Tesla has shipped just over one million cars in 12 years.
But CEO Elon Musk wants to go much further – with an ambitious goal to produce 20 million cars per year by 2030.
Musk mentioned the goal during the company's Battery Day presentation in September, when he also outlined new technologies that could massively boost battery production and bring down costs.
Then Musk upped the ante, claiming on Twitter Tesla could reach that level before 2030 with "consistently excellent execution."
It's a bold statement. During the company's third-quarter earnings call last week, Musk shed further light on how Tesla could make it happen.
The details came in response to a question about the path to 20 million from Rod Lache, managing director at Wolfe Research. Musk explained that simply it "seemed like a good goal to have."
With around two billion cars in the world, 20 million cars per year would mean Tesla replaces one percent of the global fleet each year.
"It's difficult to say that... are we really changing the world if we're not switching out one percent of the global fossil fuel vehicles?" Musk said. "I'm not sure that we can make that argument unless we change at least one percent of vehicles per year."
It's an ambitious target, especially considering Tesla delivered 367,500 cars in 2019.
This is puny compared to other car producers. General Motors, on the other hand, sold nearly three million cars last year. The European Automobile Manufacturers' Association reported that around 70 million cars were produced globally in 2019. ARK Invest research found electric car sales were about 1.8 million last year, but they predict growth to 35 million in the next five to six years, accounting for 40 percent of total sales.
In terms of how production would improve over time to make 20 million reality, Musk refused to be drawn into the details. The CEO has claimed before that it's hard to predict how manufacturing will grow over time beyond the start and end point.
Musk doesn't have great track record here. Tesla's Model 3 is a case in point. Originally produced in July 2017, Musk aimed for 5,000 cars per week by December 2017 — only to produce 202 per week. The company did eventually meet its goal to produce 5,000 cars per week in July 2018.
"The tricky thing with predicting things midway through an exponential is that if things are doubling every year, or even just growing 50 percent, then if you shift plus-minus one year, it has a huge effect on the number," Musk said in the earnings call.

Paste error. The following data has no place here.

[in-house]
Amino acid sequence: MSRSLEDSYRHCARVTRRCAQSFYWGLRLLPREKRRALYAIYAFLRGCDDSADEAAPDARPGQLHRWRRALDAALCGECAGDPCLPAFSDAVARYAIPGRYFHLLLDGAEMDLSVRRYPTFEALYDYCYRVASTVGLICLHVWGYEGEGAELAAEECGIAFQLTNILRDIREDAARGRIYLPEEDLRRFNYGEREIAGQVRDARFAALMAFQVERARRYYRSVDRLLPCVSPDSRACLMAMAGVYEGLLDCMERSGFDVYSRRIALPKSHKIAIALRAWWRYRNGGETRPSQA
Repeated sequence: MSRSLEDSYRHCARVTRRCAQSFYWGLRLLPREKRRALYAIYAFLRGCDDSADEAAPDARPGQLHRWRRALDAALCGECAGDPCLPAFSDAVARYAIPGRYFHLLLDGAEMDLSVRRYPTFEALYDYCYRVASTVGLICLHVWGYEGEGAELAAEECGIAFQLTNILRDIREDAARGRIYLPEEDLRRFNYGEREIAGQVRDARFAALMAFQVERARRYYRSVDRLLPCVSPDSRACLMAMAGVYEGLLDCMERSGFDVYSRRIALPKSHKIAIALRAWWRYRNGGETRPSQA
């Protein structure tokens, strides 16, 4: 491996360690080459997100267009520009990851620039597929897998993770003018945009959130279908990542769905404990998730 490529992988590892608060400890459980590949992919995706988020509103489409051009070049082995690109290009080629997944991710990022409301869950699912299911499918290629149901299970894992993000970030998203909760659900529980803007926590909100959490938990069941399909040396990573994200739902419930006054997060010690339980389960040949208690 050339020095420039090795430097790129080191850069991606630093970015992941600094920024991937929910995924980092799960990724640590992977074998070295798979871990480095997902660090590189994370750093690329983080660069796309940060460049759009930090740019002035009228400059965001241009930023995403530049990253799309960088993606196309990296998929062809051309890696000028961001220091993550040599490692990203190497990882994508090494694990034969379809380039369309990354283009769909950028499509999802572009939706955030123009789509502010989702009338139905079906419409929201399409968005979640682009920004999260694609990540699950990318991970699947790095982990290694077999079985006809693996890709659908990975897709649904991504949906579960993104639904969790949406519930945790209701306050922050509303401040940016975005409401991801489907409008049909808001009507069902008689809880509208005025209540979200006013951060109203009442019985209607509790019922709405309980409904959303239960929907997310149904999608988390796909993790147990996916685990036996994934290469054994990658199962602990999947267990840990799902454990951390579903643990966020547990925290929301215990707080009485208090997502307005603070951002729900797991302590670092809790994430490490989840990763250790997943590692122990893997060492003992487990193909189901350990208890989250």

"It sounds like wow, you either massively exceeded or massively undershot. But actually what's going on is... a whole bunch of pretty big S-curves, that integrate into a gigantic S-curve."
But later in the call, Musk shed some light on how Tesla might meet this goal. Pierre Ferragu from New Street Research noted that, by the end of this year, the company's production capacity looks set to reach 850,000 cars per year.
From there, Tesla is expected to increase capacity at its Shanghai facility, while also opening facilities in Berlin and Austin.
"Am I right thinking next year, we should expect you to deliver, like somewhere between 840,000 and one million cars during the year?" Ferragu asked.
"It's in that vicinity," Musk said. "You're not far off."
The Inverse analysis – Musk has set himself a tough target. A massive increase in production depends on an increase in battery manufacturing. This was the focus of the Battery Day presentation, which outlined advancements that could reduce production footprint 10-fold. Tesla is now aiming to produce three terawatt-hours per year by 2030, up from around 35 gigawatt-hours in 2019.
It would be a staggering number of cars to produce per year – and it wouldn't be the first time Musk has declared a wildly ambitious target only to fall short. For example, despite promising to complete a cross-country autonomous road trip by the end of 2017, Tesla only released a beta of its full self-driving software this month.
But with time running out on moving to cleaner energy sources, these sort of ambitious production goals could be what helps push the broader industry to ditching fossil fuels faster.